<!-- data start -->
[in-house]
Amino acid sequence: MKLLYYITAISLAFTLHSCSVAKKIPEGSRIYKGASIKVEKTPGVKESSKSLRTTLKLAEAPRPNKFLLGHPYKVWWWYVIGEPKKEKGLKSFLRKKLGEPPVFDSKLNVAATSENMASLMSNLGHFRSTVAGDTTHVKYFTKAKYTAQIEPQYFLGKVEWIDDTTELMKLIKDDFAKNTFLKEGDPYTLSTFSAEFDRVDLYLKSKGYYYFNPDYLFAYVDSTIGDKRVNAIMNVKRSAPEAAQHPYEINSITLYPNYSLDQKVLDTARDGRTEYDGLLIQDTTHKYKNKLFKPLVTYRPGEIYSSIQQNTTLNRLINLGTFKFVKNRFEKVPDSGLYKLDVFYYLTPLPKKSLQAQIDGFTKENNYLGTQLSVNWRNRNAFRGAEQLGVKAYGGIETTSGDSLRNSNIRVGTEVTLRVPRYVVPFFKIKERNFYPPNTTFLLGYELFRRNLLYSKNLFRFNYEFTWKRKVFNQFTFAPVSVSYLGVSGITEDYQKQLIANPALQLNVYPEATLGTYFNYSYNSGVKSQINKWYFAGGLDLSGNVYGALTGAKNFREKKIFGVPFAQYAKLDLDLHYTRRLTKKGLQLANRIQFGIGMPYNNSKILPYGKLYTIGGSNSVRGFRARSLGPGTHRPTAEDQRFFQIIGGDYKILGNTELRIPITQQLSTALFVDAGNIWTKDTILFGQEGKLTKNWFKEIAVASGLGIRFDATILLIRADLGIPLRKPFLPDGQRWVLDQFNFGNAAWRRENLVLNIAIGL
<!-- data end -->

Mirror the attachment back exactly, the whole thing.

[in-house]
Amino acid sequence: MKLLYYITAISLAFTLHSCSVAKKIPEGSRIYKGASIKVEKTPGVKESSKSLRTTLKLAEAPRPNKFLLGHPYKVWWWYVIGEPKKEKGLKSFLRKKLGEPPVFDSKLNVAATSENMASLMSNLGHFRSTVAGDTTHVKYFTKAKYTAQIEPQYFLGKVEWIDDTTELMKLIKDDFAKNTFLKEGDPYTLSTFSAEFDRVDLYLKSKGYYYFNPDYLFAYVDSTIGDKRVNAIMNVKRSAPEAAQHPYEINSITLYPNYSLDQKVLDTARDGRTEYDGLLIQDTTHKYKNKLFKPLVTYRPGEIYSSIQQNTTLNRLINLGTFKFVKNRFEKVPDSGLYKLDVFYYLTPLPKKSLQAQIDGFTKENNYLGTQLSVNWRNRNAFRGAEQLGVKAYGGIETTSGDSLRNSNIRVGTEVTLRVPRYVVPFFKIKERNFYPPNTTFLLGYELFRRNLLYSKNLFRFNYEFTWKRKVFNQFTFAPVSVSYLGVSGITEDYQKQLIANPALQLNVYPEATLGTYFNYSYNSGVKSQINKWYFAGGLDLSGNVYGALTGAKNFREKKIFGVPFAQYAKLDLDLHYTRRLTKKGLQLANRIQFGIGMPYNNSKILPYGKLYTIGGSNSVRGFRARSLGPGTHRPTAEDQRFFQIIGGDYKILGNTELRIPITQQLSTALFVDAGNIWTKDTILFGQEGKLTKNWFKEIAVASGLGIRFDATILLIRADLGIPLRKPFLPDGQRWVLDQFNFGNAAWRRENLVLNIAIGL